Initializer Injection with View Controllers

Initializer Injection with View Controllers and Storyboards

Initializer Injection with View Controllers
1 Initializer Injection with View Controllers and Storyboards 08:02
2 Initializer Injection with View Controllers, Storyboards, and Segues 07:08
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Storyboards have many benefits, but they also have a number of significant downsides. Not being able to control the initialization of a view controller is one of them, especially if you want to use initializer injection. As of iOS 13 and tvOS 13, that is no longer a problem. In this episode, I show you how to use initializer injection in combination with storyboards.

Exploring the Starter Project

Fire up Xcode and open the starter project of this episode if you want to follow along. The application displays a collection of images in a table view. Each cell displays a thumbnail and a title. Tapping a cell takes the user to a detail view, showing a larger version of the image.

Exploring the Starter Project

Exploring the Starter Project

The project isn't complex. Let's start with the storyboard. It contains two scenes, Images View Controller and Image View Controller. The images view controller is the initial view controller of the storyboard. Notice that there is no segue from the Images View Controller scene to the Image View Controller scene.

Initializer Injection with View Controllers and Storyboards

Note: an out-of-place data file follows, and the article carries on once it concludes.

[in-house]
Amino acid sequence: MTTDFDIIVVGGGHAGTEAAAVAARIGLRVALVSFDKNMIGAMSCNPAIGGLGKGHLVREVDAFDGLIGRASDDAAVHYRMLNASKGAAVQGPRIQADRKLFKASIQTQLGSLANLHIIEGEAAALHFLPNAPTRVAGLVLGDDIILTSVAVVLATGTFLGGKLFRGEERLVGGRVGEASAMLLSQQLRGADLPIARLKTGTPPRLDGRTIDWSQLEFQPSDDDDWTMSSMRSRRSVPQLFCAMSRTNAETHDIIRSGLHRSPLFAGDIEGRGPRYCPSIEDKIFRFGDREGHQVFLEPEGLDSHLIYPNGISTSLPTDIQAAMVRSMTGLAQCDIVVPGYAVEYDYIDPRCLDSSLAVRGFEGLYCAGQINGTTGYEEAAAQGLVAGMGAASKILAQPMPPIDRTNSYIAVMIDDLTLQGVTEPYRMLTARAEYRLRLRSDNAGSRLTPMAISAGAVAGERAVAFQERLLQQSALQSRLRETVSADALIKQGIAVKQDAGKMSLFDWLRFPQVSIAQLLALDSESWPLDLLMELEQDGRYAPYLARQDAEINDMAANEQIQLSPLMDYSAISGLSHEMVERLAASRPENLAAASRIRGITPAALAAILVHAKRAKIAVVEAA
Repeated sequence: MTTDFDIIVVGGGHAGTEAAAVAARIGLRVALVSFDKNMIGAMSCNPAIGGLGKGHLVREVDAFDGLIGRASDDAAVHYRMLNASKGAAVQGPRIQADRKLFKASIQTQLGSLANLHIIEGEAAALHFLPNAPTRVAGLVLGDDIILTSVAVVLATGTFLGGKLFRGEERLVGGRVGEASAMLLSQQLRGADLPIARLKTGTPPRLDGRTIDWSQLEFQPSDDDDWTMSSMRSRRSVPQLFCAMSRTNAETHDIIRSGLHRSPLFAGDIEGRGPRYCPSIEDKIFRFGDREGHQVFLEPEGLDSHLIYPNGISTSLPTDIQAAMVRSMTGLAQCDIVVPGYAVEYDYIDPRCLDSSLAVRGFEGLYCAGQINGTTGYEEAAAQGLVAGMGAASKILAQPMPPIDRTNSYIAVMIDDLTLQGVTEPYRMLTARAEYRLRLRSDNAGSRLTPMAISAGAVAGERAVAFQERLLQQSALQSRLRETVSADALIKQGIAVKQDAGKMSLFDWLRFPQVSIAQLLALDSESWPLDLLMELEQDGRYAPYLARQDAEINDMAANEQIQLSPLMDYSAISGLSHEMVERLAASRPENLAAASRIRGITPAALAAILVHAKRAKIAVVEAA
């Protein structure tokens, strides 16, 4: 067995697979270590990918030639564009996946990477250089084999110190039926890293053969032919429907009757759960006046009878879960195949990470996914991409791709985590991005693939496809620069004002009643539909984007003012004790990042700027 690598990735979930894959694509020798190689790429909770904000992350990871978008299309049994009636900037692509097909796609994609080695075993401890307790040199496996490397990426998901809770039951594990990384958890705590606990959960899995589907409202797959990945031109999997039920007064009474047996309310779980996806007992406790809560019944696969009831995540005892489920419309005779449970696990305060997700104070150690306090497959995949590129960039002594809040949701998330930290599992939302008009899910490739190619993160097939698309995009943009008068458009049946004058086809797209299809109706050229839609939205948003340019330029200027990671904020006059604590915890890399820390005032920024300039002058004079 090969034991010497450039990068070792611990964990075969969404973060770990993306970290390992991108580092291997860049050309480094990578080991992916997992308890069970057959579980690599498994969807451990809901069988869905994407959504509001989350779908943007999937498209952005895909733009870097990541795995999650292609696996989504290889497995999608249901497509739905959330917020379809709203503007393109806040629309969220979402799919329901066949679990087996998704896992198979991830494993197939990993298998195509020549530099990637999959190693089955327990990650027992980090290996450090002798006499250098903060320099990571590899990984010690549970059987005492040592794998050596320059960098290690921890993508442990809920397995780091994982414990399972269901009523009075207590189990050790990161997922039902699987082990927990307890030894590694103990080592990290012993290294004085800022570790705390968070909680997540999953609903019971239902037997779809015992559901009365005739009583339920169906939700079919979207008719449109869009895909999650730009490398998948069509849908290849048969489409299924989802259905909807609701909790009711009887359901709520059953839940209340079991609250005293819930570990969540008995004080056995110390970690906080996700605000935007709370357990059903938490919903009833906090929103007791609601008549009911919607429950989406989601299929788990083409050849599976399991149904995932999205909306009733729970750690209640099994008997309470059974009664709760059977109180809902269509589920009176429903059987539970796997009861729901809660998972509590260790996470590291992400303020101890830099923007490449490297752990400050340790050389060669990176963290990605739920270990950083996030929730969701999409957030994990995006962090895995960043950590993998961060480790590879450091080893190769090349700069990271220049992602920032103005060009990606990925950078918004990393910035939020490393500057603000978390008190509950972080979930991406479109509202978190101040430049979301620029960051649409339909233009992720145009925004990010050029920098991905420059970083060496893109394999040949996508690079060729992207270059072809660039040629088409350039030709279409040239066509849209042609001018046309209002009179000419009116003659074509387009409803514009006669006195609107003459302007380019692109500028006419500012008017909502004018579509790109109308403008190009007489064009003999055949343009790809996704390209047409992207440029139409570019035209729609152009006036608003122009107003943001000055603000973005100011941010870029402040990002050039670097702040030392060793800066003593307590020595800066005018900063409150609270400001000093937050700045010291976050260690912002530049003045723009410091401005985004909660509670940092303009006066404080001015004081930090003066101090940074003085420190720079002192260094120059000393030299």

Select the image view controller and open the Identity Inspector on the right. Because there is no segue that leads to the Image View Controller scene, Storyboard ID is defined in the Identity section of the Identity Inspector.

Setting the Storyboard Identifier in Interface Builder

Open ImagesViewController.swift and navigate to the tableView(_:didSelectRowAt:) method. The images view controller fetches the image that corresponds with the user's selection and passes it to the showImage(_:) method.

// MARK: - Table View Delegate

override func tableView(_ tableView: UITableView, didSelectRowAt indexPath: IndexPath) {
    tableView.deselectRow(at: indexPath, animated: true)

    // Fetch Image
    let image = dataSource[indexPath.row]

    // Show Image
    showImage(image)
}

In showImage(_:), the images view controller loads the main storyboard and instantiates an ImageViewController instance by invoking instantiateViewController(withIdentifier:) on the storyboard, passing in the storyboard identifier we defined in Main.storyboard.